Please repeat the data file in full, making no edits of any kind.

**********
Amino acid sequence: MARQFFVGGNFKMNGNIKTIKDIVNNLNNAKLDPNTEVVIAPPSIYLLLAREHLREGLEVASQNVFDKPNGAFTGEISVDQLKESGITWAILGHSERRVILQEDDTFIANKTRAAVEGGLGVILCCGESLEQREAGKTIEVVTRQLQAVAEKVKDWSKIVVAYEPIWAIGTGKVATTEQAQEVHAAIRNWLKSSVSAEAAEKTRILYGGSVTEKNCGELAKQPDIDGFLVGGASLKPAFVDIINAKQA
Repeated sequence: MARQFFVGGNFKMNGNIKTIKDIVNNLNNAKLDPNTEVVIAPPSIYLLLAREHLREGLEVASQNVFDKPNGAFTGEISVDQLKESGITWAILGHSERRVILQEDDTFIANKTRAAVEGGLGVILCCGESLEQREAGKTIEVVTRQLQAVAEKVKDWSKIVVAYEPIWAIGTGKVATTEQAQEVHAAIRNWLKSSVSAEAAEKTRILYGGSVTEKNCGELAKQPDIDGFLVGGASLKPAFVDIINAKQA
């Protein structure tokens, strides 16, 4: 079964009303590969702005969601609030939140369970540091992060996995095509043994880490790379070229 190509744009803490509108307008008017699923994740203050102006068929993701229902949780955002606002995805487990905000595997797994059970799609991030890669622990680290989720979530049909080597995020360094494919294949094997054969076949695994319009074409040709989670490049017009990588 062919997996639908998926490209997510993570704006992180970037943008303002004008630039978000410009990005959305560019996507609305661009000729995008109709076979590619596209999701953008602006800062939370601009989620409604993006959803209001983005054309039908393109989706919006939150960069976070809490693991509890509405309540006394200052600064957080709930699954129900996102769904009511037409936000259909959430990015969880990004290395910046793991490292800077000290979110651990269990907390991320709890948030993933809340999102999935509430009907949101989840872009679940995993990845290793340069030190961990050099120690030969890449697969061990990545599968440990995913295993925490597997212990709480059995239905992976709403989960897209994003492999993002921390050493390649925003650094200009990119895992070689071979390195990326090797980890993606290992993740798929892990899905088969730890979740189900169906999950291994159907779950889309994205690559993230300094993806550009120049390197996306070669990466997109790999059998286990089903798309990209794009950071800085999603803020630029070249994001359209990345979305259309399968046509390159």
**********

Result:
Amino acid sequence: MARQFFVGGNFKMNGNIKTIKDIVNNLNNAKLDPNTEVVIAPPSIYLLLAREHLREGLEVASQNVFDKPNGAFTGEISVDQLKESGITWAILGHSERRVILQEDDTFIANKTRAAVEGGLGVILCCGESLEQREAGKTIEVVTRQLQAVAEKVKDWSKIVVAYEPIWAIGTGKVATTEQAQEVHAAIRNWLKSSVSAEAAEKTRILYGGSVTEKNCGELAKQPDIDGFLVGGASLKPAFVDIINAKQA
Repeated sequence: MARQFFVGGNFKMNGNIKTIKDIVNNLNNAKLDPNTEVVIAPPSIYLLLAREHLREGLEVASQNVFDKPNGAFTGEISVDQLKESGITWAILGHSERRVILQEDDTFIANKTRAAVEGGLGVILCCGESLEQREAGKTIEVVTRQLQAVAEKVKDWSKIVVAYEPIWAIGTGKVATTEQAQEVHAAIRNWLKSSVSAEAAEKTRILYGGSVTEKNCGELAKQPDIDGFLVGGASLKPAFVDIINAKQA
């Protein structure tokens, strides 16, 4: 079964009303590969702005969601609030939140369970540091992060996995095509043994880490790379070229 190509744009803490509108307008008017699923994740203050102006068929993701229902949780955002606002995805487990905000595997797994059970799609991030890669622990680290989720979530049909080597995020360094494919294949094997054969076949695994319009074409040709989670490049017009990588 062919997996639908998926490209997510993570704006992180970037943008303002004008630039978000410009990005959305560019996507609305661009000729995008109709076979590619596209999701953008602006800062939370601009989620409604993006959803209001983005054309039908393109989706919006939150960069976070809490693991509890509405309540006394200052600064957080709930699954129900996102769904009511037409936000259909959430990015969880990004290395910046793991490292800077000290979110651990269990907390991320709890948030993933809340999102999935509430009907949101989840872009679940995993990845290793340069030190961990050099120690030969890449697969061990990545599968440990995913295993925490597997212990709480059995239905992976709403989960897209994003492999993002921390050493390649925003650094200009990119895992070689071979390195990326090797980890993606290992993740798929892990899905088969730890979740189900169906999950291994159907779950889309994205690559993230300094993806550009120049390197996306070669990466997109790999059998286990089903798309990209794009950071800085999603803020630029070249994001359209990345979305259309399968046509390159």